|Savings levels and rates should rise in 2007
Automation, security, and integration
Today's transactions are quicker
and faster than ever before.
Consumers hit ATMs for quick
cash and purchases are made
with plastic in a fraction of
the time it takes to write a
"Younger people don't carry cash," Leggett says. "Everything is plastic."
Look for more
automation in 2007 as debit
cards start to become "the
means of payment that people
will use," says Leggett.
Consumers are going to be using
ATMs and debit cards even more
than this year, he says. And
look for a larger number of
ATMs on the landscape.
also notice extra security measures
when they bank online. "Regulators
are looking at passwords for
online banking," says Elmendorf.
"That's spurred banks to
look at security," he says.
The result: Banks are studying
measures to make it more difficult
for someone else to log in and
use your name and password.
Hart also predicts more integration as consumers get checking, savings, investing and credit cards from one institution. And that could have some positive results as consumers use that leverage to ask for what they want from the financial institutions, he says.
Expect the merger trend to continue. In 2006, mergers "picked up a bit," says Elmendorf. "It will continue to pick up and could accelerate a little in 2007. It's a tough banking environment."
One reason is that while banks still had profitable quarters -- record profits in some cases -- that trend has shifted, says Elmendorf.
The outlook for the small-balance customer is not exactly clear. "More cookie-cutter products and less interest in the low-balance customer, as well," says Gail Hillebrand, senior attorney for Consumers Union. Plus, "new fees for low-balance customers who have no place to go."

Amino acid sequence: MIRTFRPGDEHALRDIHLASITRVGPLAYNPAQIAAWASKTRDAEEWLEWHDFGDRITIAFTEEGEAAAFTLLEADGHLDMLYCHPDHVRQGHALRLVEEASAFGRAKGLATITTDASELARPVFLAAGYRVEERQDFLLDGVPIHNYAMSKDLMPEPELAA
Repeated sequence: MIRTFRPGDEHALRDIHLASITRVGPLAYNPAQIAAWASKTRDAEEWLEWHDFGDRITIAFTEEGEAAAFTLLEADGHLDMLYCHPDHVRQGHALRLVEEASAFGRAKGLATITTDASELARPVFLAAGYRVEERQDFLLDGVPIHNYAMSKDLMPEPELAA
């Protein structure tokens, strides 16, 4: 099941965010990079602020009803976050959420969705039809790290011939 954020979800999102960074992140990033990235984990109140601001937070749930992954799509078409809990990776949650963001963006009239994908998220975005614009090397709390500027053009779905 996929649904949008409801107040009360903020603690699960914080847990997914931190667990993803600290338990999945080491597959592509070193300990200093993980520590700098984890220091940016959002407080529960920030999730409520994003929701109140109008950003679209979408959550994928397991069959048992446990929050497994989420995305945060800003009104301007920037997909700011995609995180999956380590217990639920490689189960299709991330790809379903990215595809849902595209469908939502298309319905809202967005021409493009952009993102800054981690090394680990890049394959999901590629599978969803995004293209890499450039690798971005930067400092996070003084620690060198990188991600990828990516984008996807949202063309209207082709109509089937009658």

But John Hart, vice chairman of Emigrant Bank, doesn't believe that consumers will see much negative fallout from the merger trend. Instead, increased competition for customers should lead to more "democratization" when it comes to finances, with "the small saver getting the same price" as those big-balance counterparts, he says.
New loan products
Consumers are using more money from unsecured bank loans and some credit unions are experimenting with new loan products.
Balances on unsecured bank loans were up 4.1 percent in the first half of 2006, while credit card balances actually fell 2.2 percent, according to data from the FDIC.
Some credit unions
are experimenting with loans
that are similar to the common
payday loan products but with
much lower interest rates. If
the idea catches on, you may
also see some credit unions
giving payday loans "a
run for their money," says
Linda Sherry, spokeswoman for
Consumer Action. "There
has been some thoughtful thinking
about things like that,"